Ray Trejo is an avid sportsman and lifelong educator from Deming, New Mexico. He comes from a family of sportsmen and women and grew up hunting and fishing in Southwest New Mexico, with some of Ray’s fondest childhood memories coming from time spent in the backcountry of New Mexico’s bootheel, the Mimbres valley, the Gila river and the Gila National Forest. His passion for public lands, wildlife management and youth mentorship come from a life spent both inside and outside the classroom. Ray spent the last 26 years of his career as a public-school educator, 16 of those as an administrator. Ray attended Western New Mexico University in Silver City where he earned a Bachelor’s degree in education, a Master’s degree in Teaching and a second Master’s in Educational Leadership.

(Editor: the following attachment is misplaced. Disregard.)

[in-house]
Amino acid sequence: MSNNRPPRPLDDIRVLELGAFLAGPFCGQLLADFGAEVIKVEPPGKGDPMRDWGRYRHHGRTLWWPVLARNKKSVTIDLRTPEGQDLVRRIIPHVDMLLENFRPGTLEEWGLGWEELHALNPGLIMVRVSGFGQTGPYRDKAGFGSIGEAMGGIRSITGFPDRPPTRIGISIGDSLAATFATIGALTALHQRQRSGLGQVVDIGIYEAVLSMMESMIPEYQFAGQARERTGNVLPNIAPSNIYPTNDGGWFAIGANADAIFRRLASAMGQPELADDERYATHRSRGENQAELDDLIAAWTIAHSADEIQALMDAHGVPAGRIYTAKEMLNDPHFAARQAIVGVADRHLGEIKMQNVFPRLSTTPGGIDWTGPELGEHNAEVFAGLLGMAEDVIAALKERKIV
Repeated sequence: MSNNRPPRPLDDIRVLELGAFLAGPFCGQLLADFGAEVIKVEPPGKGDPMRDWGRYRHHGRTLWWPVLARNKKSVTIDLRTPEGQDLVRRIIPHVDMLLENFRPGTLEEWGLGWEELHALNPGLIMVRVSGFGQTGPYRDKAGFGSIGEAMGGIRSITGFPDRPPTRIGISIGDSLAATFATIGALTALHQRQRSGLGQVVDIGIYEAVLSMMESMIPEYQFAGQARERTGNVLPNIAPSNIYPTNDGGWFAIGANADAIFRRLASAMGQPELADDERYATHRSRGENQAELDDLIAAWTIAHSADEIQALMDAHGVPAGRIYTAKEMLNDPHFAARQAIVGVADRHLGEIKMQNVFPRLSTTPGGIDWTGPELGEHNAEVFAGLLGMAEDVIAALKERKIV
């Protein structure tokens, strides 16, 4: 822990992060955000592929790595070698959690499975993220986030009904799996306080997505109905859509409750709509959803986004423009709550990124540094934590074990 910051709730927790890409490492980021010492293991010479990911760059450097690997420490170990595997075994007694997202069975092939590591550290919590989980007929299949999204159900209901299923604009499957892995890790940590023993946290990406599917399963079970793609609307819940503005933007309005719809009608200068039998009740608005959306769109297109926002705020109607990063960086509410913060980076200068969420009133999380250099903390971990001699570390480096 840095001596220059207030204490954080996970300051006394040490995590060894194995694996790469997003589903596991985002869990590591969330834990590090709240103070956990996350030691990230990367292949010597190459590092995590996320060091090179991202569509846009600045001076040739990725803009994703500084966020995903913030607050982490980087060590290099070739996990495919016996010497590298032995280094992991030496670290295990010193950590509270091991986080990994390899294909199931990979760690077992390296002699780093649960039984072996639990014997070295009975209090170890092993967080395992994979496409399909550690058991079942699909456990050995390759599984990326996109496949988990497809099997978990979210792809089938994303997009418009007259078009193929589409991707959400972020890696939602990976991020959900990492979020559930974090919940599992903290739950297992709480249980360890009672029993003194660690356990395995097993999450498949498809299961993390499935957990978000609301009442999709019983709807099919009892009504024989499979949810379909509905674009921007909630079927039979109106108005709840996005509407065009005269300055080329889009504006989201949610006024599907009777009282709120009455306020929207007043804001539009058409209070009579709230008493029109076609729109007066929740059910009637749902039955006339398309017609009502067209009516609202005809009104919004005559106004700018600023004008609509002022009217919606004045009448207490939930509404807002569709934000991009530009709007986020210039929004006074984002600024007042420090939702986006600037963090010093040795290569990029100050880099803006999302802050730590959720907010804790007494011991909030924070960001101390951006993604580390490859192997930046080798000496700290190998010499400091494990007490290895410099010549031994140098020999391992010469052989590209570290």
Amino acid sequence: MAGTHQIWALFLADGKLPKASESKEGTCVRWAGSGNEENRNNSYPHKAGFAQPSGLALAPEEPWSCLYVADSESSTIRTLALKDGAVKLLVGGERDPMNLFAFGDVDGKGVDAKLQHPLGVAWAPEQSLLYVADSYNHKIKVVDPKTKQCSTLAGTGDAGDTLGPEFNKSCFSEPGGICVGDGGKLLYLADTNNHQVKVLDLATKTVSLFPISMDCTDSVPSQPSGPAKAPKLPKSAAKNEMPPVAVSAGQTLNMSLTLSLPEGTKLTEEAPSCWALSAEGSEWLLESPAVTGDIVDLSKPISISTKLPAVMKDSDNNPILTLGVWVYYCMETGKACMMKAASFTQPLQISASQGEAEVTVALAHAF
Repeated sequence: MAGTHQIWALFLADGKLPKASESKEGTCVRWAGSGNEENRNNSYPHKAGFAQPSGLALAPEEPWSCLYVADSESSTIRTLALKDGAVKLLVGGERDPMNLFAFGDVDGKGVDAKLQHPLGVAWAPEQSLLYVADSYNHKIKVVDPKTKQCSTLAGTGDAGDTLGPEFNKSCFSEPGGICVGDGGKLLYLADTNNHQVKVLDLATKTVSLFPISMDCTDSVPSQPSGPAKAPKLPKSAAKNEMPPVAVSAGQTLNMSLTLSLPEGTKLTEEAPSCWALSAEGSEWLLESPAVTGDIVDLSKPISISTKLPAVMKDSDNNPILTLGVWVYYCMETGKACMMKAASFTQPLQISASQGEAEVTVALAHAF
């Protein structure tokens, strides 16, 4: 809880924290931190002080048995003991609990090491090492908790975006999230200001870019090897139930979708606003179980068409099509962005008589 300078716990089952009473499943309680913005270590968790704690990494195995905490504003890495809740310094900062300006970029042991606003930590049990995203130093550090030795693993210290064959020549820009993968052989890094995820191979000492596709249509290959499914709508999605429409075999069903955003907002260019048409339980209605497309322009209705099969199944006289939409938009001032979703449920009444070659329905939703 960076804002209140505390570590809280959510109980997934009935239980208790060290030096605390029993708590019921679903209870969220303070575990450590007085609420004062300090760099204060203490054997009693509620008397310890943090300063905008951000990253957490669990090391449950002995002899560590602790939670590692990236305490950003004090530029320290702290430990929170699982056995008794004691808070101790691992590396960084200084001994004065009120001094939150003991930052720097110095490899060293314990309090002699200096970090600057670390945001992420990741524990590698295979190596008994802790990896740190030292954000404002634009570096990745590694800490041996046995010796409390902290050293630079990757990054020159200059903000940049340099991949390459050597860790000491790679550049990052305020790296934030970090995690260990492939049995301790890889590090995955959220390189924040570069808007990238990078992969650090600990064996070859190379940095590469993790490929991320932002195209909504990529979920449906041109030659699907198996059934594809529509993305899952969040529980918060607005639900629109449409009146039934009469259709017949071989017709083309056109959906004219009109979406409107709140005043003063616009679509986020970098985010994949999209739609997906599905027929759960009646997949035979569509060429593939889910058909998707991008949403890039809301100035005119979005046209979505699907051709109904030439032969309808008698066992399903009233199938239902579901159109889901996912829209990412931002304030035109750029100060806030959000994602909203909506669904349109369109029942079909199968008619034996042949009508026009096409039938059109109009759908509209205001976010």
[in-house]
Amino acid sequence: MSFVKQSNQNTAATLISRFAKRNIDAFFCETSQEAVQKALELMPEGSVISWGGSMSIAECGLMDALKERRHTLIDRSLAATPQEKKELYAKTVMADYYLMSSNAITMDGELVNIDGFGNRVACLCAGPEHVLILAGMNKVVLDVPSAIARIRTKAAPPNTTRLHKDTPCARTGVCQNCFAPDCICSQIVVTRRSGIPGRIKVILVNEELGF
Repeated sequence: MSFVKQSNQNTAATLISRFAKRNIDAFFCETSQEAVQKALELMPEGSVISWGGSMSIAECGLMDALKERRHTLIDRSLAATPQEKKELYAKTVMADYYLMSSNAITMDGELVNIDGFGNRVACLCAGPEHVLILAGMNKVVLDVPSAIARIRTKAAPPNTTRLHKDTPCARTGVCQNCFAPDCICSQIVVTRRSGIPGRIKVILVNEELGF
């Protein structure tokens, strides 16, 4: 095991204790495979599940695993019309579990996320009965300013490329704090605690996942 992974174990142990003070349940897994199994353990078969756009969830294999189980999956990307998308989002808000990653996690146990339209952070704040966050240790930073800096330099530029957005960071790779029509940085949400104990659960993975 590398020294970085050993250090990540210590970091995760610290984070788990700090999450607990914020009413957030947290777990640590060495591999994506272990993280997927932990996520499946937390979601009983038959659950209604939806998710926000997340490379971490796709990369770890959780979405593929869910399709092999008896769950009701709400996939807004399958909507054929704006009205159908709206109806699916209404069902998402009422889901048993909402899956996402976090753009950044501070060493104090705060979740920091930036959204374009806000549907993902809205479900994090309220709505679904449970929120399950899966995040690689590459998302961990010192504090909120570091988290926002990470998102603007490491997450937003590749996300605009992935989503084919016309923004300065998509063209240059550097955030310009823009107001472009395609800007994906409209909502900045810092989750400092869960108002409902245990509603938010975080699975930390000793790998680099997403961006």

Through his time and experience working with youth, Ray has spent his life working to combine his work as an educator and sportsman to help inspire the next generation of conservationists in New Mexico. Ray has also served as past president of the New Mexico Wildlife Federation and has worked in partnership with several statewide sportsmen’s groups to promote public access, equitable tag reform and sound wildlife management practices. He was also instrumental in helping to create the Organ Mountains Desert Peaks National Monument. Ray lives in Deming, NM, with his wife Teri, three horses, one mule, his Jack Russel Terrier and three bird dogs.